Apparently we’ve been taking aviation for granted and we need a month dedicated to its history. They say it’s “an indispensable part of modern transportation” but “attracts less popular attention today” than at any time during the last 100-and-more years. Enter The Charles A. and Anne Morrow Lindbergh Foundation, whose offices sit in the foreground of Seattle sunsets over Bainbridge Island. They’ve posted an Aviation History Timeline. It’s worth considering.
To the Lindbergh Foundation, aviation began in 1783 when the French-born Montgolfier brothers built the first lighter-than-air balloon and sent brother Étienne (the youngest of 15 siblings) up for a ride.
“Get in a supply of taffeta cloth and of cordage, quickly, and you will see one of the most astonishing sights in the world,” big brother Joseph told Étienne. Where would the world be without little brothers for test pilots?
So on June 4, 1783, the Montgolfier brothers flew their balloon at its first public demonstration. The flight lasted 10 minutes while tethered around 6,000 feet. Not bad.
By 1900, the German Count Ferdinand von Zeppelin was flying a dirigible airship (long and cylindrical in shape, with a rigid framework). By 1910, Zeppelins were commercial aircraft. But in WWI, Zeppelins were used as bombers and scouts. After the war, they were in daily service between Berlin and Munich. But the heydays for Zeppelins were the 1930s, when the airships Graf Zeppelin and Hindenburg operated regular transatlantic flights from Germany to North America and Brazil. (The art deco spire of the Empire State Building was designed to serve as a mooring mast for airships.) But then there was that Hindenburg disaster in 1937 along with the rise of fixed-wing aircraft.
So let’s get back to 1906 when Orville and Wilbur Wright flew the first successful self-propelled airplane. Things started to happen quickly. By 1909, Louis Bleriot crossed the English Channel. Raymonde de Laroche became the first licensed female pilot in 1913. Salim Ilkucan crossed the Sea of Marmara, Turkey, in 1918 achieving the longest over-sea flight. In 1920, the United States Post Office established airmail service. Bessie Coleman became the first licensed African-American aviator in the world in 1922.
In 1924, Charles Lindbergh bought his first plane (a war-surplus Curtiss Jenny), went barnstorming and enlisted as a U.S. Army Flying cadet. In 1926, the first flight around the world happened while Lindbergh made his first Chicago-to-St. Louis airmail flight.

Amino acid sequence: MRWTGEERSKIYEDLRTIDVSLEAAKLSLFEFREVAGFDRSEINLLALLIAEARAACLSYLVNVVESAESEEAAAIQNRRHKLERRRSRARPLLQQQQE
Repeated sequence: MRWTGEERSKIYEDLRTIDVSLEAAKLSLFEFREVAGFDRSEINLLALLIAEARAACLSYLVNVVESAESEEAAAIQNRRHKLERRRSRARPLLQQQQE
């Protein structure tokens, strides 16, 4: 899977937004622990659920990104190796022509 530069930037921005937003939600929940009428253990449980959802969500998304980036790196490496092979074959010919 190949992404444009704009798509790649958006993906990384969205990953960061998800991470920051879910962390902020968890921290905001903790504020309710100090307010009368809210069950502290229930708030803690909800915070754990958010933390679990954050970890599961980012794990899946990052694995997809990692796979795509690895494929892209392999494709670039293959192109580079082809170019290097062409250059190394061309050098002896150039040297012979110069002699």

Then came the feds. In 1927, the Air Commerce Act made the first federal attempt to set safety regulations for civil aeronautics and required the registration and of pilots and planes.
And back came Lindbergh. In 1928, he made the first solo, nonstop transatlantic flight. Three years later, his wife Anne Morrow Lindbergh became the first licensed female glider pilot in the United States.
In 1933, Amelia Earhart became the first female pilot to cross the Atlantic Ocean. In that same year, Boeing built the first of 75 Boeing 247s, an all-metal, twin-engine airplane that was the first modern passenger airliner. It took the 247 “20 hours, with seven stops, to fly between New York and Los Angeles” at 189 mph. Some were still flying in the late 1960s.
After WWII, the sky got a lot busier. Technologies such as long-range missiles, computer systems, electronic controls, combustion chemistry and new composite structures were used by the aerospace industry. In 1953, Chuck Yeager broke the sound barrier.
Lindbergh was appointed to rank of brigadier general and awarded the Pulitzer Prize for The Spirit of St. Louis in 1955. Never to be outdone by her husband, Anne Morrow Lindbergh’s book, Gift from the Sea, was published in 1958.
By 1959, we’re talking space travel and the first American satellite to be placed in orbit, “Explorer 1”, is launched. Alan Shepard, in 1966, became the first American in space. Neil Armstrong walked on the moon and (kind of childlike and weirdly sweet) Buzz Aldrin hit a golf ball.
In 1972, a Boeing 747 made its first commercial flight from New York to London. In 1974, NASA announced the shuttle program. And in 1976, Charles Lindbergh died in Maui and was buried at Kipahulu. In 1977, the Concorde took off.
The 1980s and 1990s are best known for Space Shuttle flights. In 2004, there were centennial “Spirit of St. Louis” flights around the country while Burt Ruan and the SpaceShipOne team captured the $10 million X Prize for the first private manned spacecraft to exceed an altitude of 328,000 feet twice within a 14-day period.
And in 2010, Bertrand Piccard and his Solar Impulse team made aviation history by flying more than 24 consecutive hours non-stop in a solar airplane. By 2012, FlyerTalk had more than half-a-million members.
So those are some of the reasons we celebrate Aviation in November.
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